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Where the wild things are

December 15, 2009

Ira. Max and Carole from the film

Ira, Max and Carole in Where the Wild Things Are

Last night we went to see Where the Wild Things Are with my eight year old daughter and her friend. It was something I had been looking forward to ever since we visited the Maurice Sendak exhibition at the Contemporary Jewish Museum in San Francisco a few months back.

The book has remained a favourite of mine from my childhood and had gathered additional layers when I added a Wild Things themed t-shirt to my list of memorabilia from my semester at the University of Massachusetts at Amherst. The exhibition in San Francisco include original watercolors, preliminary sketches, drawings, and dummy books from more than 40 of Sendak’s books and it changed the way that I understood Max and the Wild Things.

In his blog in the Guardian yesterday (http://www.guardian.co.uk/film/filmblog/2009/dec/14/where-the-wild-things-are) David Cox notes that “Where the Wild Things Are turns out to be a thorough and perceptive critique of a world in which grownups are encouraged to behave like spoilt children, valuing emotion above thought and believing they enjoy the right to have their whims indulged however impracticable this may be.”

To me the film had elements that were cruel, naive, full of fear, ignorance and jealousy. In short, it was brilliant.

Children (and by extension all of us as we were all children at some point) are cruel and naive. Often jealous, ignorant simply because they have not had the chance to know, they are often fearful because of their lack of knowledge. In the film Max’s teacher tells his class that one day the sun will die and consume the earth. It is Carole who gives voice to Max’s fears when he says during a sleepless night in which he threatens to destroy all that they have worked to build “and now I have to worry about the sun dying. It went away and it hasn’t come back.”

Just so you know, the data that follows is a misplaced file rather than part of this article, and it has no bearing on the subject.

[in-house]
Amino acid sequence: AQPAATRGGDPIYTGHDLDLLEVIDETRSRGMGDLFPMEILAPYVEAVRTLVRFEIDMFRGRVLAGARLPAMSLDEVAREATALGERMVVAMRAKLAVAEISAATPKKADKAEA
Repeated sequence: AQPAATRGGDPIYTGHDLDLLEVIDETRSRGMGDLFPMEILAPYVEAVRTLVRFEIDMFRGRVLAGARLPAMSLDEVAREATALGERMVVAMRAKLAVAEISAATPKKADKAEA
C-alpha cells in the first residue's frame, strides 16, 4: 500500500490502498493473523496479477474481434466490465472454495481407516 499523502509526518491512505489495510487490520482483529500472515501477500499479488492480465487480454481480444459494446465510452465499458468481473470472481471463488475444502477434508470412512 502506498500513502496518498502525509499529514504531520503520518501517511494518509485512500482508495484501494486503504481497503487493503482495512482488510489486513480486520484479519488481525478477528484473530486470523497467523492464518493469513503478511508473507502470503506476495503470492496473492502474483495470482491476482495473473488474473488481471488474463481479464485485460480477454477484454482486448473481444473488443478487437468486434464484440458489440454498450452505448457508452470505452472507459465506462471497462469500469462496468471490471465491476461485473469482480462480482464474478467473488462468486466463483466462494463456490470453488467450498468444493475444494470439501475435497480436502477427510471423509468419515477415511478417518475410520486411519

My youngest hated the rain. We thought it was because the recent drought had made it a rare event in her life. She asked questions about floods. We live on a hill so we reassured her that water runs down hill so even if there was a flood we would be safe. To no avail. Then in a quiet moment as we watched the lightning one evening she asked that as Australia was at the bottom of the globe, wouldn’t all the water go to the bottom and cover the whole of Australia?

I agree with David Cox when he adds “Self-indulgence, self-destructiveness, self-delusion, jealousy and vanity loom far more starkly when attributed to zany monsters than they would if acted out by flesh-and-blood humans.” Max and the Wild Things are all of those things. We are all of those things. Our challenge is to take a journey similar to Max’s so that we can come to recognise and befriend all of those elements in ourselves.

I don’t believe the we can ever rid ourselves of those elements. As Max is leaving the island the Wild Thing that has not previously spoken asks if upon his return home Max will speak well of them. I think that the best we can hope for is to get ourselves to a point where we can speak well of the Wild Things that dwelled in each of us as children and continue to do so today … and to recognise that ultimately we are all at heart a child pretending to be a wolf, pretending to be a King.

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